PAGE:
Generic Name: doxazosin, Oral tablet

Generic Name:

doxazosin, Oral tablet

Cardura

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SECTION 1 of 5

Highlights for doxazosin

Oral tablet
1

Doxazosin is used to treat benign prostatic hyperplasia (BPH) and high blood pressure.

2

Common side effects include dizziness, tiredness, and swelling of your feet, hands, arms, and legs.

3

Doxazosin can cause your blood pressure to become low, which may cause dizziness, lightheadedness, and vertigo when standing. This is most common with your first dose.

4

Rarely, doxazosin causes priapism, which is a painful erection that will last for hours. This condition can lead to permanent loss of sexual function if it isn’t treated.

IMPORTANT INFORMATION

Low blood pressure warning

Doxazosin can cause your blood pressure to become low. This may cause dizziness, lightheadedness, and vertigo when you stand up. This is most common with your first dose of medication. The reaction is known as a “first-dose” effect, but it can also occur when your doctor changes your dose. Your doctor will start you on the lowest dose and slowly increase it.

Cataract surgery

Intraoperative floppy iris syndrome (IFIS) can occur during cataract surgery in people who take or have taken doxazosin.

You may not have to stop taking doxazosin prior to your surgery, but you should tell your doctor if you have a cataract surgery planned.

Drug Features

Doxazosin is a prescription medication. It’s available as an oral tablet and an oral extended-release tablet.

It’s also available in a generic version. Generic drugs usually cost less. In some cases they may not be available in every strength or form as the brand. Talk to your healthcare provider to see if the generic will work for you.

This drug may be used as part of a combination therapy. That means you may need to take it with other drugs.

Why It's Used

Doxazosin is used to treat benign prostatic hyperplasia (BPH) and high blood pressure (immediate-release tablets only).

More Details

How It Works

Doxazosin belongs to a class of drugs called alpha-1-adrenergic blockers. It works by blocking certain chemicals, which helps to widen blood vessels and relax muscles in your prostate and in your bladder.

Why It's Used

Doxazosin is used to treat benign prostatic hyperplasia (BPH) and high blood pressure (immediate-release tablets only).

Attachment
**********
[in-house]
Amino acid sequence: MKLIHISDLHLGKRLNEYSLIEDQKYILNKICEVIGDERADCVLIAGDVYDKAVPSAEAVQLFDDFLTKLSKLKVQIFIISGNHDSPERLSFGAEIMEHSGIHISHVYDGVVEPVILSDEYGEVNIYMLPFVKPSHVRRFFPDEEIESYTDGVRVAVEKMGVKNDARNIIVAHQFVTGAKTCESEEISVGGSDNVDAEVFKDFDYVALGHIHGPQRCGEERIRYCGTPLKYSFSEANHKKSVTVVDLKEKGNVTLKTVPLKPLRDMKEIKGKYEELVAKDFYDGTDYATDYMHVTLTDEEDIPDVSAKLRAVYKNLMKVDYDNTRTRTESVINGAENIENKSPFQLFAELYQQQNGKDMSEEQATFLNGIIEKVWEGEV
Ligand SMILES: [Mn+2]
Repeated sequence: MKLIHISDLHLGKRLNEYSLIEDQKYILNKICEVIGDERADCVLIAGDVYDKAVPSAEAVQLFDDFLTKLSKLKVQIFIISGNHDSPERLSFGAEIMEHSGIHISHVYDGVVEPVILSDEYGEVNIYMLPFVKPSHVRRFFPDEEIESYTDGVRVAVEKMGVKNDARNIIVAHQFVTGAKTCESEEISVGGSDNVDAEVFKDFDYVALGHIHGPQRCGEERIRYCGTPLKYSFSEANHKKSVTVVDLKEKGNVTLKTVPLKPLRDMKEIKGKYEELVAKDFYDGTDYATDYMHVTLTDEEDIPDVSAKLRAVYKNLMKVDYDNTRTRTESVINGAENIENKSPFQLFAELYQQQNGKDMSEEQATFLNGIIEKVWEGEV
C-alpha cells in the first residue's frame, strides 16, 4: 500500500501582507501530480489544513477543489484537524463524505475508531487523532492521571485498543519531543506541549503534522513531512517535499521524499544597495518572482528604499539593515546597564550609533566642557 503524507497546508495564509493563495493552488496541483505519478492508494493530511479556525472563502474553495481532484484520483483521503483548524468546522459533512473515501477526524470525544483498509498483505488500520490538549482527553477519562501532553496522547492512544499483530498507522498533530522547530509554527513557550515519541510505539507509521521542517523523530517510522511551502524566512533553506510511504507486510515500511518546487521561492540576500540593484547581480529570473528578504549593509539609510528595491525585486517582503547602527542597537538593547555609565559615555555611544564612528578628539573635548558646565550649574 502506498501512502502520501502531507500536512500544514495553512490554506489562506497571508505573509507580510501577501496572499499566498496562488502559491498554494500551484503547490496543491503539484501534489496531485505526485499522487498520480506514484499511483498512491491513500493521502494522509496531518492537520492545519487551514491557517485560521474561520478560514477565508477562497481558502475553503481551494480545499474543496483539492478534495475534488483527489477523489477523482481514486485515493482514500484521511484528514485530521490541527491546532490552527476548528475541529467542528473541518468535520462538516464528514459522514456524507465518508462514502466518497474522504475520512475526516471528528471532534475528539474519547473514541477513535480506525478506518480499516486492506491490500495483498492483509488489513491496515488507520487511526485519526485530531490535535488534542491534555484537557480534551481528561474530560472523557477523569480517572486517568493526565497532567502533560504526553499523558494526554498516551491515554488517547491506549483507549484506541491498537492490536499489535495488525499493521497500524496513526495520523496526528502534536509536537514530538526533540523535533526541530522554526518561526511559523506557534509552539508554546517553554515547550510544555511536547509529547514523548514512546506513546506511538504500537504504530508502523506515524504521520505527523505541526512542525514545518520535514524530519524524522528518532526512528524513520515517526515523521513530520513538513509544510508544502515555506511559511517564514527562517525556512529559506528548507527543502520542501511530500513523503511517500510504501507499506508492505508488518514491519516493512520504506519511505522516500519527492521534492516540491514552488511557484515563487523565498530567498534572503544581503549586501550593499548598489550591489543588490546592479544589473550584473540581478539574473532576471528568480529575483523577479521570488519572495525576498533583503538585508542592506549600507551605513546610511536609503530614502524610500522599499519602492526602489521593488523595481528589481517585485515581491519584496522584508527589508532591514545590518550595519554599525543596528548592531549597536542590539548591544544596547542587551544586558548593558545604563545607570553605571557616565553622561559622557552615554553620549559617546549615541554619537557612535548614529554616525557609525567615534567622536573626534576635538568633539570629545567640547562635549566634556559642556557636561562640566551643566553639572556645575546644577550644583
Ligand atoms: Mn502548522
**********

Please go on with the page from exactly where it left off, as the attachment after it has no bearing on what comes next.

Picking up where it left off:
The most up-to-date guidelines for the treatment of high blood pressure don’t recommend the use of doxazosin.

SECTION 2 of 5

doxazosin Side Effects

Oral tablet

Most Common Side Effects

  • The most common side effects that occur with doxazosin when treating benign prostatic hyperplasia (BPH) include:

    • low blood pressure
    • dizziness
    • shortness of breath
    • tiredness
    • abdominal pain
    • diarrhea
    • headache
    • swelling of your feet, hands, arms, and legs
  • The most common side effects that occur when treating high blood pressure include:

    • low blood pressure
    • dizziness
    • headache
    • tiredness
    • nausea
    • runny nose
    • swelling of your feet, hands, arms, and legs

Serious Side Effects

If you experience any of these serious side effects, call your doctor right away. If your symptoms are potentially life threatening, or if you think you’re experiencing a medical emergency, call 9-1-1.

  • heart problems. Symptoms may include:

    • rapid, pounding, or irregular heartbeat
    • chest pain
  • painful erection that lasts for hours (priapism)

  • severe allergic reaction. Symptoms may include:

    • wheezing
    • chest tightness
    • itching
    • swelling of your face, lips, tongue, or throat
    • hives
  • breathing problems. Symptoms may include:

    • shortness of breath
Pharmacist's Advice
Healthline Pharmacist Editorial Team

Mild side effects may disappear within a few days or a couple of weeks. Talk to your doctor or pharmacist if they’re more severe or don’t go away.

Doxazosin is sedating and causes drowsiness. Be careful driving and doing other activities that require you to be alert until you know how it affects you.